Geomorphological and hydrological controls on sediment export in earthquake-affected catchments in the Nepal Himalaya
Abstract. Large earthquakes can contribute to mountain growth by building topography, but also contribute to mass removal from mountain ranges through widespread mass wasting. On annual to decadal timescales, large earthquakes also have the potential to significantly alter fluvial sediment dynamics if a significant volume of the sediment generated reaches the fluvial network. In this contribution, we focus on the Melamchi-Indrawati and Bhote Koshi rivers in central Nepal, which have both experienced widespread landsliding associated with the 2015 Gorkha (Nepal) earthquake. Using a time series of high-resolution satellite imagery, we have mapped exposed gravel along the river from 2012–2021 to identify zones of active channel deposition and document changes over time. Counter to expectations, we show negligible increases in coarse sediment accumulation in both catchments since the Gorkha earthquake. However, an extremely high concentration flow event on 15 June 2021 caused an approximately four-fold increase in exposed gravel along a 30 km reach of the channel with up to 12 m of channel aggradation in the Melamchi-Indrawati rivers; this event was localised and did not impact the neighbouring Bhote Koshi catchment. Based on published reports, new helicopter based photography and satellite data, we demonstrate that this event was sourced from a localised rainfall event between 4500 and 4800 m, and that the majority of the sediment was supplied from sources that were unrelated to the landslides generated by the Gorkha earthquake.
Emma L. S. Graf et al.
Status: final response (author comments only)
- RC1: 'Comment on egusphere-2022-1347', Anonymous Referee #1, 30 Jan 2023
- RC2: 'Comment on egusphere-2022-1347', Alexander Densmore, 08 Feb 2023
- RC3: 'Comment on egusphere-2022-1347', Oliver Francis, 14 Feb 2023
- AC1: 'Comment on egusphere-2022-1347', Emma Graf, 07 Apr 2023
Emma L. S. Graf et al.
Emma L. S. Graf et al.
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This paper asks a very straightforward question regarding what the legacy of earthquake triggered landslides are on the mobilization of sediment in river channels adjacent to landslides in the years after an earthquake. Recent events in Taiwan, China, and New Zealand all highlight the potential for earthquake-triggered landslide debris to cascade into river systems and dramatically change river morphology. This study exploits the 2015 Gorkha (Nepal) earthquake and examines changes in valley bottom gravel storage for two rivers, the Bhote Kosi and the Melachi-Indrwati, as a proxy for sediment storage.
Notably, the study shows that earthquake-triggered landslides don’t influence valley bottom sediment storage in a clear way, despite the fact that many of the landslides are adjacent to river channels. Moreover, a huge flood event in 2021, which did influence the valley bottom sediment storage in a clear and dramatic way on one of the two rivers, transported sediment that was pretty clearly not sourced from earthquake triggered landslides. Rather, very likely, the legacy of previous landslide dams (and importantly the fine sediment they impound) is likely the dominate source of sediment to river channels.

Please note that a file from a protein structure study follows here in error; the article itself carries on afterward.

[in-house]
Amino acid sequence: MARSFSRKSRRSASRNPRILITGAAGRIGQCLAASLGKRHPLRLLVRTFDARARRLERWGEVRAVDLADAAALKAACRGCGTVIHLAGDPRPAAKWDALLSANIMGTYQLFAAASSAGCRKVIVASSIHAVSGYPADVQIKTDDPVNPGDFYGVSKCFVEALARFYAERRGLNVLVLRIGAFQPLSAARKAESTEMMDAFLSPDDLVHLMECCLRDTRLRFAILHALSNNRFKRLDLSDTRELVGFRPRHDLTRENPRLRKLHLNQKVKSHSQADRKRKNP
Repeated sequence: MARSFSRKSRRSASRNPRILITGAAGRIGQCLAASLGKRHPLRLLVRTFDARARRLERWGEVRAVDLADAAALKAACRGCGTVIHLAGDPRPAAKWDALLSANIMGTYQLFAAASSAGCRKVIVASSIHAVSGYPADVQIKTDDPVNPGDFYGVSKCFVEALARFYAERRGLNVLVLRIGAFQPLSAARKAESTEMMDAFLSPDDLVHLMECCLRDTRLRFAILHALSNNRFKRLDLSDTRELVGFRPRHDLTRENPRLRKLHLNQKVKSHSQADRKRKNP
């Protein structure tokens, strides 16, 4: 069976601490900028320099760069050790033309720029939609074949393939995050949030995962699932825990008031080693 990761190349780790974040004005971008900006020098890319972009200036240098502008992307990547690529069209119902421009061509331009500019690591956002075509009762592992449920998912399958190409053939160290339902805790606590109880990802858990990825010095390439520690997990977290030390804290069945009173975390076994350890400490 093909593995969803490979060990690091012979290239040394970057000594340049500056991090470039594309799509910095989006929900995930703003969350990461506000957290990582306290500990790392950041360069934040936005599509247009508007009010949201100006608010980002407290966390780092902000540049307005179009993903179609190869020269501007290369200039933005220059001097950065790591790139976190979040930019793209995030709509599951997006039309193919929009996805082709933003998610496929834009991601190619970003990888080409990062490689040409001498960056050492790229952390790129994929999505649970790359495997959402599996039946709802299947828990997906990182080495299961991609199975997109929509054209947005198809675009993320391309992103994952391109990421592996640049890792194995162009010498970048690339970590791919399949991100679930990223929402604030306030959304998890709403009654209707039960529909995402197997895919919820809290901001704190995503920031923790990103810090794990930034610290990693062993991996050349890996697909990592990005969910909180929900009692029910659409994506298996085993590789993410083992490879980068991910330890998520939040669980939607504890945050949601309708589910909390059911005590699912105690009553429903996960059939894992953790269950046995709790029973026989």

All of this suggests that how earthquakes influence river channels through the landslides they trigger is a bit more nuanced than has been articulated previously. While the legacy of landslides is important, in this example, the importance derives not from the sediment landslides generate directly (which is generally quite coarse) but rather through the sediment that is impounded behind landslide dams (which is by definition mobile in the river and hence finer).
I love this study because it takes a critical and objective look at an issue that I think many have opinions about but few bother to actually explore with data. I just have a one substantial comment below, and then a minor comment.
Figure 4-5 (and text pertaining to): why not simply calculate the width of the exposed gravel orthogonal to the river channel as a function of the distance downstream? Plotting area versus distance is confusing because it relies on a discretization, and hence will be more difficult to reproduce in the future. I think a more straightforward thing would be to plot width versus distance, which when numerically integrated in the downstream direction would yield area. There is much less ambiguity about this measurement, and it is much more straightforward to interpret. Also, once you have area, you can easily get to volume with an assumption about aggradation depth.
Figure 6. again, to me thinking about changes in width is much easier to interpret than changes in the area of segments that have arbitrary lengths.
338-344: A similar case was documented in California in the Sierra Nevadas in 2018 and summarized in this study:
Collins, Brian D., et al. "Linking mesoscale meteorology with extreme landscape response: Effects of narrow cold frontal rainbands (NCFR)." Journal of Geophysical Research: Earth Surface 125.10 (2020): e2020JF005675.
In this work there is weather radar available that demonstrates exactly what you are speculating about here - a local zone of extremely intense precipitation. In the case of the Sierras, the culprit is a Narrow Cold Frontal Rainband (NCFR). I don’t know if these also occur commonly in the Himalaya, but regardless, this paper provides support for the basic idea you are proposing so I think it’s worth citing.